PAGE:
An exciting Jeddah jungle safari experience

Marseille: In a creek in Marseille, they adjust their masks and move from the boat to the Mediterranean. At a depth of 37 meters, these diver-archaeologists will arrive at the entrance of a “Lascaux underwater” Coscar cave, endowed with unique drawings of the world and under threat of extinction.

The cave, more than 30,000 years old, can be entered through the main entrance to the sea floor in the south of France, followed by a submerged trench more than 100 meters which goes up and leads to a cave of 2,500 m2, which is basically submerged.

Arriving there, the still dry walls relate to the carvings and drawings of high Paleolithic, especially marine animals, seals and penguins, unpublished on the great world site of prehistoric archeology. An “aesthetic shock” that marks a life, says archaeologist Luke Vanrell, 62, of whom 30 have studied the site.

But today this cave is under threat of disappearance. After a sudden rise of 12 centimeters above sea level in 2011, the maximum water level is rising a few millimeters per year.

Today this cave is under threat of disappearance. (AFP)

For these French scientists, it is a competition against time because of the rising global water levels, coupled with the global warming associated with marine pollution, weakening the masterpieces of the parietal industry year after year.

To keep track of this unique heritage, diver-archaeologists are intensifying their exploration, especially to finalize a virtual presentation of the cave, while a few kilometers away, in the center of Marseille, technicians and artists are completing a replica. For the general public, which will open on June 4.

This spring, the mission is to continue 3D digital mapping of cave walls, where about 600 “graphic entities” are already listed.

“Our goal is to bring the cave to the surface,” smiled Bertrand Chazali, one of the divers, the head of digitization operations. “Finally, our Virtual Cosquer Cave, with millimeter accuracy, will be an essential research tool for curators and archaeologists who cannot physically access the site.”

“Unique in shape”

“At that time, we were in a complete glacier, with an elevation of 135 meters below sea level and another 10 kilometers off the coast,” said archaeologist Michelle Olive, archaeologist in charge of the study of the cave at the Regional Service (DRAC).

From the scientific mission boat, he drew with his finger a huge space that is now covered by the Mediterranean. “The entrance to the cave, slightly elevated and facing south, facing a vast plain covered with grass and protected by mountains, is a very favorable place for prehistoric people,” he says.

The decorated walls of the cave bear witness to the various animals present on the site: horses, ibex, bovids, deer, bison and saiga antelopes, but seals, penguins, fish as well as a cat and bear … a total of 229 figures of 13 species are presented.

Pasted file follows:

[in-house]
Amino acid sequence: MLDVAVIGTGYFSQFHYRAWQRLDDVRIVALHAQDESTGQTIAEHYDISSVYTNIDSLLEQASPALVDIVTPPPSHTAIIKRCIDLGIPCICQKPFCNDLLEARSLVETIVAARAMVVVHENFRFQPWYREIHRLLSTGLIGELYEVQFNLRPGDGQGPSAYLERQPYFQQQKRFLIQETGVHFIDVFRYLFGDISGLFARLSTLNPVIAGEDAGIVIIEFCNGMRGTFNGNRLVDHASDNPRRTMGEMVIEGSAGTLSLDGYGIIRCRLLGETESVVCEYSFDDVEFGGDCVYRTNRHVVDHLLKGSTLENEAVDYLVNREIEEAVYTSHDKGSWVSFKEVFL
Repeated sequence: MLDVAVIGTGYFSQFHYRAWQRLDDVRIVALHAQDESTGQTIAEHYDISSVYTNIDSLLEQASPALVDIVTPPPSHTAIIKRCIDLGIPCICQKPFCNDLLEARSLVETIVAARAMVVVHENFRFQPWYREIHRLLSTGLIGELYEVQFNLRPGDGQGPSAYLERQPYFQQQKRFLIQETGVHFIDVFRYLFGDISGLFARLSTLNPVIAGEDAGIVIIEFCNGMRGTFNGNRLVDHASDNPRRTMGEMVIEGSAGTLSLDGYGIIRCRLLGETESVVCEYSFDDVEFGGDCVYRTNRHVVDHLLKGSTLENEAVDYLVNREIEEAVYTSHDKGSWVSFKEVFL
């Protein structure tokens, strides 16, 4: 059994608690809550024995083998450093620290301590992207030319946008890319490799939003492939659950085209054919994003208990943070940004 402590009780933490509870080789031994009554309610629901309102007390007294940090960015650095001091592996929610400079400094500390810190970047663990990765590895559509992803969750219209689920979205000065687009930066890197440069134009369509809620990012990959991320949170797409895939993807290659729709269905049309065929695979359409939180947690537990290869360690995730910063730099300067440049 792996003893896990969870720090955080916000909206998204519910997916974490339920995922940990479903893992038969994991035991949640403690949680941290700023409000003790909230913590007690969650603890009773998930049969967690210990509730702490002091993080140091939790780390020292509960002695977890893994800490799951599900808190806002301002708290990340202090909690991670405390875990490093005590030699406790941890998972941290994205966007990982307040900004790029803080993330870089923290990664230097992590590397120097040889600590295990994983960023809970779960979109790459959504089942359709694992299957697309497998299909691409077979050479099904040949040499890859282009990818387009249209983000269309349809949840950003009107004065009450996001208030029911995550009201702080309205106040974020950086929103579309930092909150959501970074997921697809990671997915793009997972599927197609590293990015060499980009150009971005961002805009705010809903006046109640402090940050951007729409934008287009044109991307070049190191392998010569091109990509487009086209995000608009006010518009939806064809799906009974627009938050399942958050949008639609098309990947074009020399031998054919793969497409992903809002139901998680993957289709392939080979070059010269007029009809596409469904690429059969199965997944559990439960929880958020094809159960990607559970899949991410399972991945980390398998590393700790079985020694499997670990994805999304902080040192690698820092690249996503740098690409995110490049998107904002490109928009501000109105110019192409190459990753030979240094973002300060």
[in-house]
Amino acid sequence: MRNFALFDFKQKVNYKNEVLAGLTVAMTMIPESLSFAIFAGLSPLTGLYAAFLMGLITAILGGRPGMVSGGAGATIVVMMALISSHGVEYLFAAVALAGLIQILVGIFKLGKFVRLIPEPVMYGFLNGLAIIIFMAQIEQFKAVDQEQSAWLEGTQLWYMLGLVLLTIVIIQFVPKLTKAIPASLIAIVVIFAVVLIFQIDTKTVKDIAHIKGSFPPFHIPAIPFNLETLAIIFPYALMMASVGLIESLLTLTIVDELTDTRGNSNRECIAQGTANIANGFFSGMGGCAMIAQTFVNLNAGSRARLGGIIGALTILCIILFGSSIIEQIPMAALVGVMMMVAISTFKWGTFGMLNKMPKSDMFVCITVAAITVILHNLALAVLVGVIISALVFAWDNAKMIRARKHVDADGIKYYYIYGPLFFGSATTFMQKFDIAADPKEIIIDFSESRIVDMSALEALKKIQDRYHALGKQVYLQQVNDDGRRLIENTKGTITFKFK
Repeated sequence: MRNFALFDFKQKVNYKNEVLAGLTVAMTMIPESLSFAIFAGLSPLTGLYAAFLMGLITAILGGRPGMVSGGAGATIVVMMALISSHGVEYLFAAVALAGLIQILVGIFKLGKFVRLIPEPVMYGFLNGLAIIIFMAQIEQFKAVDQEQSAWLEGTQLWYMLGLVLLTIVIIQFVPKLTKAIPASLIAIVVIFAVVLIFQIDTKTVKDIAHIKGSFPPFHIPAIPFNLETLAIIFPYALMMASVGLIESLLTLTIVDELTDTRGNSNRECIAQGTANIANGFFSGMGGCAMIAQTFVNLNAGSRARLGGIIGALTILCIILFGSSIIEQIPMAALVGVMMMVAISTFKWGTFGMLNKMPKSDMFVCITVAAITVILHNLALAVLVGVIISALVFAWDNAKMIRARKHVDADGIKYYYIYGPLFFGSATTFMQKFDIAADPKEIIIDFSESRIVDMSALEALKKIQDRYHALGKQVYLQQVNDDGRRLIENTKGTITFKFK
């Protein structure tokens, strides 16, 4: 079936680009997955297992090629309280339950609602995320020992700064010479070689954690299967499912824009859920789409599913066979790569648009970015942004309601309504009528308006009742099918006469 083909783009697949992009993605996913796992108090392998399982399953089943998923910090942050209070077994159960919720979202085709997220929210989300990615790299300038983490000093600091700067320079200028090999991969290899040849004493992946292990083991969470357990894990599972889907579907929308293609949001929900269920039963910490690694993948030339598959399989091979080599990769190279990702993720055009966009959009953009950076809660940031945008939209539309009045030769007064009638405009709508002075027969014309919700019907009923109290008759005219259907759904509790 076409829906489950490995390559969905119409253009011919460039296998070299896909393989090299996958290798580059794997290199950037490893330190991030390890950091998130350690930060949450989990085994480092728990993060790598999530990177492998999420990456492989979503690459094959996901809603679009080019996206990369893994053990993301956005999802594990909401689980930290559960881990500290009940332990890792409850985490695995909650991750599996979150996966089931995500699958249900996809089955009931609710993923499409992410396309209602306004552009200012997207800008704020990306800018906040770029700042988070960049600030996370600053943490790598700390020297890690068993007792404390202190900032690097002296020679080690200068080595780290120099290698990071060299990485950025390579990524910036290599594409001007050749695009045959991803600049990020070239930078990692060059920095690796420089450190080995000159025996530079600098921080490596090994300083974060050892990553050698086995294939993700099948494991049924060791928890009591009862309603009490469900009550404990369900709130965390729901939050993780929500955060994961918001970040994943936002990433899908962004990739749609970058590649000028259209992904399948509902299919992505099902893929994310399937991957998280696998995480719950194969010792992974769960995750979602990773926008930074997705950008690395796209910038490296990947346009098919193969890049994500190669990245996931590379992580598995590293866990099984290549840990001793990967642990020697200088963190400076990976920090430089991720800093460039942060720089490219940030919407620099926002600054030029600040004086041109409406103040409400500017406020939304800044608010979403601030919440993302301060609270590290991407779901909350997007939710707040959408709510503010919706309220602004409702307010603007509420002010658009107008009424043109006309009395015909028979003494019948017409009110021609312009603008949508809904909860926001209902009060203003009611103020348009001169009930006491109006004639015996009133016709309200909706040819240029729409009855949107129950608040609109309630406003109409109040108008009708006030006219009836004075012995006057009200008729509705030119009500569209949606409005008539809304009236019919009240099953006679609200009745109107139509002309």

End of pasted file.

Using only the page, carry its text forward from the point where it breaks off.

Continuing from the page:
Seventy-nine red or black hand stencils and three involuntary handprints of children are also listed, as well as hundreds of geometric symbols and eight male and female sexual representations.

Luke Vanrel, who was present during the expedition, explained that “a graphic richness due to the exceptional period of frequent density in caves by prehistoric men and women” is -33,000 years from present and -18,500 years ago.

“The concentration of graphic representations puts Coscar at the level of the four largest caves in the paleolithic parietal art world, with Altamira in Spain, Las Caucasus and Chauvete in France,” he speculates. “And since it is possible that the underwater walls were now largely ornate, this makes Coscar a unique site in Europe.”

For this enthusiastic archaeologist with a square face and a smiling eye, “this is an addictive site.” “Some speakers who haven’t been in the cave for a long time feel bad. They want their favorite bison,” he laughs.

He likens his dive to an “inner adventure.” “No one brags in this space isolated from Earth, we stand in the environment,” he said.

Discovered by chance

In 1985, Henry Coscar, a professional diver and organizer of a diving school, said he discovered the cave’s underwater entrance 15 meters off the coast. Periodically, he dares to enter a long moat rising 137 meters before rising into a hole dug by water and time in the limestone capital.

“One day, I appeared in a dark cavern. When you get wet, you come out of the mud, you slip. It took me a while to get around it. At first, I couldn’t see anything with my lamp. And then I put one hand on the painting. It all started there, “he told AFP.

Although the law is obliged to declare such an invention without delay for preservation, man will preserve it for a long time, for himself and his relatives. “No one had this cave. When you find a good mushroom place, will you tell everyone?”, He said fairly.